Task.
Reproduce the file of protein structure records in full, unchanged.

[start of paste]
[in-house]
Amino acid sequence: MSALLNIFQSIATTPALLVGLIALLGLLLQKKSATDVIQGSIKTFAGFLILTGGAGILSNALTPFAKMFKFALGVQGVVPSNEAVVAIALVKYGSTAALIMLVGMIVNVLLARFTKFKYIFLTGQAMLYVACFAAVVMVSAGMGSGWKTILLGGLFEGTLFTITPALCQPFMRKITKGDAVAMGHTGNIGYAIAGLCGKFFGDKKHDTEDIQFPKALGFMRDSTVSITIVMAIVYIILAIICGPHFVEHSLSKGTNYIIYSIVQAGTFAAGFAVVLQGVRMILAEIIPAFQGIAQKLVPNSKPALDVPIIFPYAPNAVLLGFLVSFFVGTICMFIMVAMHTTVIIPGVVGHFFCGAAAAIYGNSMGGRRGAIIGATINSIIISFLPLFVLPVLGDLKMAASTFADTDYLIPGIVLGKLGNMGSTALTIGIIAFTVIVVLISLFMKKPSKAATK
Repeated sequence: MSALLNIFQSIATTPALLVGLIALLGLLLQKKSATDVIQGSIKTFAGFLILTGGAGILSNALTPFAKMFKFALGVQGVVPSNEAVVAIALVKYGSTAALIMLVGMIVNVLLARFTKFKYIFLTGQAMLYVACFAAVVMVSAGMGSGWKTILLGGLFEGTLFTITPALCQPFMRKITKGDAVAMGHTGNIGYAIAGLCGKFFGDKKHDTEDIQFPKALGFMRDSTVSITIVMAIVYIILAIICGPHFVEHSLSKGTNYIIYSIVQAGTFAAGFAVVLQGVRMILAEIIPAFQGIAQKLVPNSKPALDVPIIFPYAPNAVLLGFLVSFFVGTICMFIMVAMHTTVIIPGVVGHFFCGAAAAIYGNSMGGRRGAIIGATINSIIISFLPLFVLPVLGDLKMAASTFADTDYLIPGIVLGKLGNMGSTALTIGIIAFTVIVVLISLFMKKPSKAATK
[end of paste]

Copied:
[in-house]
Amino acid sequence: MSALLNIFQSIATTPALLVGLIALLGLLLQKKSATDVIQGSIKTFAGFLILTGGAGILSNALTPFAKMFKFALGVQGVVPSNEAVVAIALVKYGSTAALIMLVGMIVNVLLARFTKFKYIFLTGQAMLYVACFAAVVMVSAGMGSGWKTILLGGLFEGTLFTITPALCQPFMRKITKGDAVAMGHTGNIGYAIAGLCGKFFGDKKHDTEDIQFPKALGFMRDSTVSITIVMAIVYIILAIICGPHFVEHSLSKGTNYIIYSIVQAGTFAAGFAVVLQGVRMILAEIIPAFQGIAQKLVPNSKPALDVPIIFPYAPNAVLLGFLVSFFVGTICMFIMVAMHTTVIIPGVVGHFFCGAAAAIYGNSMGGRRGAIIGATINSIIISFLPLFVLPVLGDLKMAASTFADTDYLIPGIVLGKLGNMGSTALTIGIIAFTVIVVLISLFMKKPSKAATK
Repeated sequence: MSALLNIFQSIATTPALLVGLIALLGLLLQKKSATDVIQGSIKTFAGFLILTGGAGILSNALTPFAKMFKFALGVQGVVPSNEAVVAIALVKYGSTAALIMLVGMIVNVLLARFTKFKYIFLTGQAMLYVACFAAVVMVSAGMGSGWKTILLGGLFEGTLFTITPALCQPFMRKITKGDAVAMGHTGNIGYAIAGLCGKFFGDKKHDTEDIQFPKALGFMRDSTVSITIVMAIVYIILAIICGPHFVEHSLSKGTNYIIYSIVQAGTFAAGFAVVLQGVRMILAEIIPAFQGIAQKLVPNSKPALDVPIIFPYAPNAVLLGFLVSFFVGTICMFIMVAMHTTVIIPGVVGHFFCGAAAAIYGNSMGGRRGAIIGATINSIIISFLPLFVLPVLGDLKMAASTFADTDYLIPGIVLGKLGNMGSTALTIGIIAFTVIVVLISLFMKKPSKAATK